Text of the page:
2018 BMW 540i vs Genesis G80 Sport Comparison


The BMW 5 Series has been considered the standard for executive sport sedans for decades. But when something is held in such high regard, it tends to hold a higher price tag.

That can leave buyers who want a high-end experience but don’t have a high-end budget feeling left out, but that’s where Genesis steps in. This luxury brand is new on the scene and is looking to take on the established players in the segment by offering high-end luxury without the high-end price.

The products Genesis offers have fared well against premium automakers like Cadillac and Volvo, but it’s about time to see if the Korean luxury brand can stand toe-to-toe with the industry’s gold standard cars. The Genesis G80 Sport lines up almost directly to the BMW 540i, but is significantly cheaper. That’s already a point in favor of the Genesis, but it needs to provide the same drive and luxury experience as the BMW to win over prospective buyers.

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The Tried and True 5 Series

That BMW experience is refined through and through. The new-generation 5 Series is a bit less sport and much more executive, using an architecture that’s borrowed from the bigger, more luxurious 7 Series. The 5 Series also gets a lot of the luxury appointments and features that its bigger sibling is known for. 

For example, our model features soft-close doors, quilted stitched Nappa leather, four-zone automatic climate control, a fragrance dispenser, rear window shades, a heated steering wheel, and massaging front seats that can be heated and ventilated. The cabin is outfitted with ceramic-coated controls, which makes everything feel substantial and expensive. There’s also plenty of space for passengers and their cargo — it’s hard to imagine anyone feeling cramped in the cabin.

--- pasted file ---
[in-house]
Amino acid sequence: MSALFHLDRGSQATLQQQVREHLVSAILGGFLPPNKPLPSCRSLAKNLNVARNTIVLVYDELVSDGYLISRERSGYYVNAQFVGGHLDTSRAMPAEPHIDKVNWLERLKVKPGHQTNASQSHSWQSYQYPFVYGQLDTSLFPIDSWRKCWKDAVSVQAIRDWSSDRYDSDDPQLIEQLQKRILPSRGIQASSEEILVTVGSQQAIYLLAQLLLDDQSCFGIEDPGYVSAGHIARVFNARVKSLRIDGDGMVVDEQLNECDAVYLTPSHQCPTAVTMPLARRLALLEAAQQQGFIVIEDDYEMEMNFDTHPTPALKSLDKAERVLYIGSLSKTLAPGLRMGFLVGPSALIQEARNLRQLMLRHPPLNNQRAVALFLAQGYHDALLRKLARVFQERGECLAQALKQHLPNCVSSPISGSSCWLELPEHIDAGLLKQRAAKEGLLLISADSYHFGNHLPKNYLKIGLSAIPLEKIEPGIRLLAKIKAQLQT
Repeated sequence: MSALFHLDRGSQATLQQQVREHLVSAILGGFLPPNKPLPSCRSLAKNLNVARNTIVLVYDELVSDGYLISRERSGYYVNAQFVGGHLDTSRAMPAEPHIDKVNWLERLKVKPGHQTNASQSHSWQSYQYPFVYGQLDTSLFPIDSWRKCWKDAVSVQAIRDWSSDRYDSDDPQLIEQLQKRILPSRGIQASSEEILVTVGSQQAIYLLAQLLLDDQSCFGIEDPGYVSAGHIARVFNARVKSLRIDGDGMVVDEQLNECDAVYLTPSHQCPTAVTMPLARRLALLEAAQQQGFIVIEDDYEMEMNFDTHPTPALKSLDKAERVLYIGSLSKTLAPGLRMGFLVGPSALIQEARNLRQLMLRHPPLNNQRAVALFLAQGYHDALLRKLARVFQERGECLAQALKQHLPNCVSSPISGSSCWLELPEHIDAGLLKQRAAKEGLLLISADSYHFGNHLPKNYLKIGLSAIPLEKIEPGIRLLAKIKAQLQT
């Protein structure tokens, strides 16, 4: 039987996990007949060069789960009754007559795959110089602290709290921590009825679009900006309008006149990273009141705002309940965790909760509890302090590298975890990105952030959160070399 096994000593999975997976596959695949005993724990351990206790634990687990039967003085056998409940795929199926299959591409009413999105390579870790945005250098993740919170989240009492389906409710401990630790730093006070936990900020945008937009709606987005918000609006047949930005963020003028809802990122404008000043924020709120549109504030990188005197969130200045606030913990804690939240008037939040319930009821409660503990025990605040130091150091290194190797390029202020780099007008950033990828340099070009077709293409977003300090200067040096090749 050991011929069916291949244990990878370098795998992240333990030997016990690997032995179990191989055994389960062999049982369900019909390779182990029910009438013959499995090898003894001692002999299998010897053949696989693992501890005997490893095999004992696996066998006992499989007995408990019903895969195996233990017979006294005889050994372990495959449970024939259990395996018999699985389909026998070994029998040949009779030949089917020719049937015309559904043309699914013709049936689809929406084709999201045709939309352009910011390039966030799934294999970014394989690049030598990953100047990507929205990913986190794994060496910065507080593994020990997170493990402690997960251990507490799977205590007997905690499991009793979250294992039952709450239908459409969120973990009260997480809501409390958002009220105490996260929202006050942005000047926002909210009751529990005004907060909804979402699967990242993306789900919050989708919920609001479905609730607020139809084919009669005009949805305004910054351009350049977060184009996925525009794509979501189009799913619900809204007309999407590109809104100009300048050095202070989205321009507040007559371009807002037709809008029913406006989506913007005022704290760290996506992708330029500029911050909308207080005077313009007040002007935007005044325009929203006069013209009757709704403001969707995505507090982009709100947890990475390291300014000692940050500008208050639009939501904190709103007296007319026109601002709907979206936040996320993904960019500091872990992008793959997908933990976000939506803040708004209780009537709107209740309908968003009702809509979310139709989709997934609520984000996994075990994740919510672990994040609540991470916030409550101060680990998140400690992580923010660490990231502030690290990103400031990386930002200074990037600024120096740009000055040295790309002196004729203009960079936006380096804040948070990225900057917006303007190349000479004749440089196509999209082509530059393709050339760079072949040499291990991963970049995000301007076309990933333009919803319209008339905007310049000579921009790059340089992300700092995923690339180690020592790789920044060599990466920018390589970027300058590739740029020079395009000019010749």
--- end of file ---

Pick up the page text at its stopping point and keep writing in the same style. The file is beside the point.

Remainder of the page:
Additionally, the tech features are borderline dizzying. The car has an available mobile hotspot, wireless charging, and USB ports for charging. Apple iPhone users can also use CarPlay wirelessly — BMW is one of the first automakers to support wireless smartphone integration.

The infotainment system and head-up display are high-resolution and filled with useful information. The iDrive infotainment system has also been updated with a more user-friendly menu options and interface, but it still takes some getting used to.

What Are All These Gizmos?

But there is also a worrying amount of gimmicky features in the BMW. For example, the infotainment system can be controlled a few too many ways. It finally features a touchscreen, which is helpful in stationary situations. But there’s also the rotary knob (like before) that has a touchpad for writing inputs, and a 3D gesture control system, which can be a bit finicky at times. The 3D gesture controls feel like a party trick to impress passengers and isn’t really that useful in the real world.

ALSO SEE: 2018 BMW 5 Series Review

Then there’s the camera system, which is useful if a bit over-engineered. A number of cameras are set up in an array to display a 3D representation of the car and the space around it. It’s useful except in most cases, I can see what’s around my car by simply looking out of the window. In this case, the car’s technology is more about wowing your friends and neighbors than being actually useful. 


BMW Driving Dynamics

Once you start driving, though, there is no doubt that the 5 Series is an excellent luxury vehicle. Under the hood of this 540i is a 3.0-liter six-cylinder engine that is turbocharged to make 335 horsepower and 332 lb-ft of torque. It’s mated to a clever eight-speed automatic transmission and the xDrive all-wheel-drive system. It’s clever because it can use GPS data to help select which gear to use, and when paired with the adaptive suspension system, the Adaptive drive mode can predict the road ahead and keep the car riding smoothly as a luxury car should.